The dipeptidyl peptidase-4 inhibitors (DPP4-I) and the glucagon-like peptide-1 receptor agonists (GLP1-RA) are diabetes drugs modulating the incretin system, increasingly used in T2D and potentially useful in cancer patients with diabetes. Preclinical and observational studies showed a possible increased risk of thyroid and pancreatic cancer related to incretin therapies [5153]. Nevertheless, the evidence of this risk, resulting from studies with methodological critical issues, remained conflicting, inconclusive, and mitigated by subsequent observations [5456].

    The DPP4-I (sitagliptin, saxagliptin, vildagliptin, linagliptin, and alogliptin) have a mild efficacy and a slow onset of action that can reduce their use in patients with moderate-severe and acute hyperglycaemia. The few available findings regarding the influence of DDP4-I on cancer prognosis indicated a safety of these drugs on the risk of neoplasm progression, recurrence, and mortality [57, 58].

    The GLP1-RA (exenatide, liraglutide, lixisenatide, dulaglutide, and semaglutide) are more effective in reducing glucose level compared to DPP4-I. Yet, they are related to gastrointestinal side effects (lack of appetite, nausea, vomiting, and weight loss) that are undesirable in patients with cancer.

    Sodium glucose transporter-2 inhibitors

    The newest class of oral diabetes drugs, the sodium glucose transporter-2 inhibitors (SGLT2-I) (empagliflozin, dapagliflozin, canagliflozin, and ertugliflozin), reduces plasma glucose by inhibiting renal glucose reabsorption and increasing urinary glucose excretion. These drugs are not only not linked to an increased risk of malignancies [59, 60], but preclinical studies also indicated, mainly for canagliflozin, an interesting anti-proliferative effect on liver cancer cells [6165]. SGLT2-I are potentially useful to treat diabetes in cancer patients, although the increased risk of genitourinary infections, volume depletion, and euglycaemic diabetic ketoacidosis should be carefully considered.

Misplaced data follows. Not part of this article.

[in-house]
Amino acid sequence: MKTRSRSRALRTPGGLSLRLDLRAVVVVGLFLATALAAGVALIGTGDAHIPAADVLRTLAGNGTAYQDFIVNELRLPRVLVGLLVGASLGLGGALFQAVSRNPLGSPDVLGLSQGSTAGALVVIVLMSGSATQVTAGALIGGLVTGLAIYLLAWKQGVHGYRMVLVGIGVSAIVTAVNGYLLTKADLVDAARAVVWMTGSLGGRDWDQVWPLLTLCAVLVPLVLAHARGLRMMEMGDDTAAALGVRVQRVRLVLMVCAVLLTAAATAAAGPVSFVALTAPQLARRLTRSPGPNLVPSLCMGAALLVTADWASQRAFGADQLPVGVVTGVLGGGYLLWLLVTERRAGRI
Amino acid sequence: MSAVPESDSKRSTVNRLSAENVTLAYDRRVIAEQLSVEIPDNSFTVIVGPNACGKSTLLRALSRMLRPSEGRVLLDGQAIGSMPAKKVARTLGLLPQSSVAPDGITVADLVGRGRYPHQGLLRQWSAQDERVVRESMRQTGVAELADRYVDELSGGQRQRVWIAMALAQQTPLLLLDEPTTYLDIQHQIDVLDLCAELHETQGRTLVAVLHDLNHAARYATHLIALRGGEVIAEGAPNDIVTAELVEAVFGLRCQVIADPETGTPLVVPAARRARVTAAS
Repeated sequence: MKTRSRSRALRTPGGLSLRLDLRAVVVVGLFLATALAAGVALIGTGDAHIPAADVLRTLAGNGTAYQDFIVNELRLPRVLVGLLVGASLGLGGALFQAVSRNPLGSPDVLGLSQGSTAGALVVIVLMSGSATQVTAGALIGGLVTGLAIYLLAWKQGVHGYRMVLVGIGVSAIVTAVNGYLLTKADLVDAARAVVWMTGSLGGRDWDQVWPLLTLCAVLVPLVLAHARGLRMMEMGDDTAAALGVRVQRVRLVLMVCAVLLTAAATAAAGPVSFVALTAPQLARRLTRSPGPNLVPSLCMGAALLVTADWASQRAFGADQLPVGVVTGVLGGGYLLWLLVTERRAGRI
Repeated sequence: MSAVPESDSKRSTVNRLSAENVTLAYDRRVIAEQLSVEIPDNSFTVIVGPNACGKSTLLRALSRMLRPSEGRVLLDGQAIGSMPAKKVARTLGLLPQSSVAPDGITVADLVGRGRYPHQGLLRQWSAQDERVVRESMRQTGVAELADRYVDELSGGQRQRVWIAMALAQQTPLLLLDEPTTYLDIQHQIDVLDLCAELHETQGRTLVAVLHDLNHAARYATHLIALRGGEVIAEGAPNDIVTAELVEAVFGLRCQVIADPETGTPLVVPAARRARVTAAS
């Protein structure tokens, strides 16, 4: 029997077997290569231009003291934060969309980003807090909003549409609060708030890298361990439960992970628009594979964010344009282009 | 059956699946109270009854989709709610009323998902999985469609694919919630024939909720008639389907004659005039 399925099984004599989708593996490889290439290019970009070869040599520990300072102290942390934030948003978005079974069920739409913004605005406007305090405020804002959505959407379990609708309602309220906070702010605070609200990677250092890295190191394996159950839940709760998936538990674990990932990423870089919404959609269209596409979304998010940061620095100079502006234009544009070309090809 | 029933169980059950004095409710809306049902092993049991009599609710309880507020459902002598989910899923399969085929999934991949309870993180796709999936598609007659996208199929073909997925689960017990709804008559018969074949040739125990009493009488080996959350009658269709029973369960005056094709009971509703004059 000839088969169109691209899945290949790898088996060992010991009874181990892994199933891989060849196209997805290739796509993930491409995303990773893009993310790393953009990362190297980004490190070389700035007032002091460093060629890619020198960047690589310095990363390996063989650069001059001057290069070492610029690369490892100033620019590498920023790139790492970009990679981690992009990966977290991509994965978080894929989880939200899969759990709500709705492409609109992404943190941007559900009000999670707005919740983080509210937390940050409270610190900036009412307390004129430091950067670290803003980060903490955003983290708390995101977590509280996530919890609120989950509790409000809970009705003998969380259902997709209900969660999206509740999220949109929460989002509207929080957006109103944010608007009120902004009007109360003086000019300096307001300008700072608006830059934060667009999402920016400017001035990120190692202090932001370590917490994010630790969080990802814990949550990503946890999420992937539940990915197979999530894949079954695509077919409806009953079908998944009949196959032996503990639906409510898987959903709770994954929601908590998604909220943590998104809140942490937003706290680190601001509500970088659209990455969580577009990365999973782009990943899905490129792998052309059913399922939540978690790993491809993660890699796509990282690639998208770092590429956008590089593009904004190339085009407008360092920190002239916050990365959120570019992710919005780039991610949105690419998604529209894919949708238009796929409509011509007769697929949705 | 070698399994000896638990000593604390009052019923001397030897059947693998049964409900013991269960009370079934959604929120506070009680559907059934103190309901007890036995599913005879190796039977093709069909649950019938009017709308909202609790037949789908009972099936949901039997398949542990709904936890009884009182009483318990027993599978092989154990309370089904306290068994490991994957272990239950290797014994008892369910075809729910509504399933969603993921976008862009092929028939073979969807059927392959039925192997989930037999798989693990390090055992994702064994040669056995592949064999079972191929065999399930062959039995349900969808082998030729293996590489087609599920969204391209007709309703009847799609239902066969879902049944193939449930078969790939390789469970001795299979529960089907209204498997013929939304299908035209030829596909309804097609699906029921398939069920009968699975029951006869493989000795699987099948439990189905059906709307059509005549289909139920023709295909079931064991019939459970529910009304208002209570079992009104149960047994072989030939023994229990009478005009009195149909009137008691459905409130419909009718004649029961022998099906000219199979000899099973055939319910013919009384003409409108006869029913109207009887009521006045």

Anticancer therapies: the burden on glucose metabolism and chronic diabetes complications

    The detrimental effect of the most common cancer regimens on metabolic control represents a major issue in T2D patients. Many anticancer regimens may quickly affect glucose metabolism, particularly when GCs are adopted [66]. Furthermore, cancer therapies may play an independent role either on the onset or the progression of diabetes micro- and macro-vascular complications [67].

    Glucose metabolism

    Anticancer drugs may worsen glycaemic control in diabetic patients and induce transient or permanent hyperglycaemia in subjects with a normal carbohydrate tolerance before cancer diagnosis [18]. In the latter case, the evaluation of HbA1c is useful to distinguish a real hyperglycaemia onset during cancer treatment from a pre-existent, unrecognised glucose impairment [9].

    Hyperglycaemia in cancer patients results from both anticancer drugs and support therapies. In particular, GCs–commonly used both to reduce the side effects of cancer therapies and as components of chemotherapy schedule–are known to induce insulin-resistance and hyperglycaemia [66, 68].

    Glucose management during and immediately after cancer treatments represents a challenge for both clinicians and patients. Most of the evidence derives from observational studies while specific recommendations or guidelines are not available. It was observed that, a sub-optimal glycaemic control during cancer care results in unfavourable cancer-related outcomes and a lower survival [25, 26]. Glucose control should be appropriate since the beginning of cancer chemotherapy, as demonstrated in a 12-week, longitudinal cohort of 18 T2D patients with various solid and blood malignancies, reporting that a poor glycaemic control at the start of chemotherapy increases the risk of short-term AEs (infections, hospitalisation, chemotherapy reduction or interruption) [69]. To promptly prevent the increase in glucose levels and variability, health professionals should knowledge the exact impact of the different cancer drugs on glycaemic control [70]. Nevertheless, the glycaemic effect of many chemotherapy agents is not fully understood and their short-term impact on glucose trend is still uncertain [67, 71].